Meanwhile, down the road in Madison Valley, La Cote Creperie was the subject of a "heavenly" review posted yesterday on Seattle Weekly's Greasy Swoon blog. Describing the tiny French cafe as "uptown for the ladies who brunch Seattle style" (and not a particularly good place for the hungover), the reviewer notes that while quiche, pate, and salads are on the menu, excellent crepes are the thing.  We knew that.

[Cactus! is located at 4220 E. Madison St., Cafe Parco is located at 1807 42nd Avenue E., Canopy Blue is located at 3121 E. Madison St., Guesthouse is located at 4110 E. Madison St., and La Cote is located at 2811 E. Madison Street. The photo above was blatantly lifted from the Cactus! website.]

Thursday, January 24, 2013

Arboretum rehab plan revealed


New path will replace freeway ramps


Though it's been known for almost two years that the new SR 520 project would ultimately mean the loss of the freeway's Arboretum ramps, it was only at a press conference today that  plans were revealed for what will replace them.  The Washington State Department of Transportation (WSDOT) and the Arboretum & Botanical Garden Committee (ABGC) have reached an agreement under which $7.8 million will be spent to make Park improvements and to remove the infamous "ramps to nowhere" which were originally designed to connect with the never-built R. H. Thompson Expressway.

As a result of the agreement, a one-mile multi-use trail will be constructed in the area of the existing ramps, and several improvements will be made to Azalea Way Pond, parts of Arboretum Creek, and Foster Island.  Detailed planning for the new trail will begin this year, with construction slated for the summer of 2014---assuming that 520 construction proceeds according to schedule. The West Approach Bridge North will have to be funded and constructed before the on/off ramps to 520 can be removed and the area cleared for trail construction and the other planned Arboretum modifications.

Gonzo
This news should be particularly exciting for cyclists who currently transit the Arboretum using Lake Washington Boulevard.  According to the press release from today's announcement, "The multi-use trail is a major component of the Arboretum Master Plan, adopted in 2001. It will provide an important bicycle and pedestrian corridor connecting East Madison Street to the Montlake and University of Washington neighborhoods. Casual bicyclists will no longer have to face the hazards of car traffic on Lake Washington Boulevard to ride through the Arboretum. The new trail will also eventually link to Arboretum Drive East, forming a 2.0-mile interior bicycle-and-pedestrian “loop” in the Arboretum—a tremendous asset to Arboretum users and visitors."

Details of the new plan, which will be implemented by Seattle Parks & Recreation, are available here.

[Click on graphics to enlarge.]

Tuesday, January 22, 2013

Weekend hit and run leads to arrest


19-year-old Broadmoor woman taken into custody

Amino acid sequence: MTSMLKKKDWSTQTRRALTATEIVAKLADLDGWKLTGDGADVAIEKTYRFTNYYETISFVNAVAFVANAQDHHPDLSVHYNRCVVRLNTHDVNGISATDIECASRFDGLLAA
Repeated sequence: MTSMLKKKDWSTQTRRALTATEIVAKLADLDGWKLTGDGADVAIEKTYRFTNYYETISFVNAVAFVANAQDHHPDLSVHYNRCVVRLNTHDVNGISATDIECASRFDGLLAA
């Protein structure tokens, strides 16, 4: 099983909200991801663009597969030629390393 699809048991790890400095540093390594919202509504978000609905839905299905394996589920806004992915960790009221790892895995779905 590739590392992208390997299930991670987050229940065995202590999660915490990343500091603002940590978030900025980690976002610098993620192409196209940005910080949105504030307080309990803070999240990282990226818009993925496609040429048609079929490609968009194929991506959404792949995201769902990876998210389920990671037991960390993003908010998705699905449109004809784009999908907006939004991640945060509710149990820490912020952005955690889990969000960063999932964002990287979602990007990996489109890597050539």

A woman claiming that she had been the victim of a hit-and-run car accident was arrested by Seattle Police on Saturday after it became evident that her story didn't quite check out.  Investigating officers determined that the supposed victim was, instead, the likely perpetrator of an early-morning hit and run involving three parked vehicles at 42nd and E. Madison (two of which are shown in the photo above).

It was at approximately 1:30 am on the morning of January 20 that an unknown vehicle smashed into the three cars parked in front of Madison House Real Estate (4227 E. Madison St.). The owner of one of the cars later happened upon the scene and began his own investigation, noticing that there were car parts on the street that did not appear to have come from any of the damaged vehicles.  After using his cell phone to check part numbers against an online database, according to the police report, the victim determined that the suspect must have been driving a Jeep Grand Cherokee, which was now missing a front bumper.

A friend of the victim agreed to drive around the neighborhood to see if he could find a car matching that description and later called the victim to state either that he had seen the car entering Broadmoor through the gate on E. Madison or he had noticed the car parked on the street inside Broadmoor (the police report is unclear). The victim's friend was reportedly told by the gate guard that he was not allowed to enter Broadmoor.  The friend also reported that the guard told him that he had not witnessed any damaged vehicles entering Broadmoor through the front gate.

Meanwhile, the police had been called to a residence in Broadmoor to investigate a report from a female resident that her car had been hit by an unknown "lady" as she was driving somewhere in the vicinity of Leschi.  The officer investigating the 42nd and Madison accident, learning that his fellow officer was investigating a hit and run involving a Jeep Grand Cherokee in Broadmoor, made the trip down the street to the gated community. He took with him the suspect bumper found at the accident site.  As it happened, the bumper fit the Jeep Grand Cherokee that had been driven by the supposed Broadmoor hit-and-run victim. This, in spite of the fact that the woman reportedly claimed to the officers that she had not collided with any cars in Madison Park.